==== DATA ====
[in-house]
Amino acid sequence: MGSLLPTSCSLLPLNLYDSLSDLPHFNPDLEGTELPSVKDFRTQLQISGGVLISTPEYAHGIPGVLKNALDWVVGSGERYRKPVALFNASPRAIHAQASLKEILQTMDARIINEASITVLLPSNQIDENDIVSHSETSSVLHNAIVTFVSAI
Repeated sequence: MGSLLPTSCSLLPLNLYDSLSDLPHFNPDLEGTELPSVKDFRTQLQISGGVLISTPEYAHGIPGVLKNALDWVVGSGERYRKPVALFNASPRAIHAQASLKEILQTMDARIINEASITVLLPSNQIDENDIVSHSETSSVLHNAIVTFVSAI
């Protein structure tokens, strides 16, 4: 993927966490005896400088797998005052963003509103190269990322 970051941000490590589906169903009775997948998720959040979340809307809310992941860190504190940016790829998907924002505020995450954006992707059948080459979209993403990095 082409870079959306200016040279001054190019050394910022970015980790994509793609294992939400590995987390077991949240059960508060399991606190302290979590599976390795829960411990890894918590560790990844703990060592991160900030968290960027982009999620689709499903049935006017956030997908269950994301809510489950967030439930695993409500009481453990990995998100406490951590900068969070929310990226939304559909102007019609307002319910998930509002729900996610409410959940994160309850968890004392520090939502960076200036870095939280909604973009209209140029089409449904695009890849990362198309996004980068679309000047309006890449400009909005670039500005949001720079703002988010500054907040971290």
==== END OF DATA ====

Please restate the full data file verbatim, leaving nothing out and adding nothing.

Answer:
[in-house]
Amino acid sequence: MGSLLPTSCSLLPLNLYDSLSDLPHFNPDLEGTELPSVKDFRTQLQISGGVLISTPEYAHGIPGVLKNALDWVVGSGERYRKPVALFNASPRAIHAQASLKEILQTMDARIINEASITVLLPSNQIDENDIVSHSETSSVLHNAIVTFVSAI
Repeated sequence: MGSLLPTSCSLLPLNLYDSLSDLPHFNPDLEGTELPSVKDFRTQLQISGGVLISTPEYAHGIPGVLKNALDWVVGSGERYRKPVALFNASPRAIHAQASLKEILQTMDARIINEASITVLLPSNQIDENDIVSHSETSSVLHNAIVTFVSAI
């Protein structure tokens, strides 16, 4: 993927966490005896400088797998005052963003509103190269990322 970051941000490590589906169903009775997948998720959040979340809307809310992941860190504190940016790829998907924002505020995450954006992707059948080459979209993403990095 082409870079959306200016040279001054190019050394910022970015980790994509793609294992939400590995987390077991949240059960508060399991606190302290979590599976390795829960411990890894918590560790990844703990060592991160900030968290960027982009999620689709499903049935006017956030997908269950994301809510489950967030439930695993409500009481453990990995998100406490951590900068969070929310990226939304559909102007019609307002319910998930509002729900996610409410959940994160309850968890004392520090939502960076200036870095939280909604973009209209140029089409449904695009890849990362198309996004980068679309000047309006890449400009909005670039500005949001720079703002988010500054907040971290």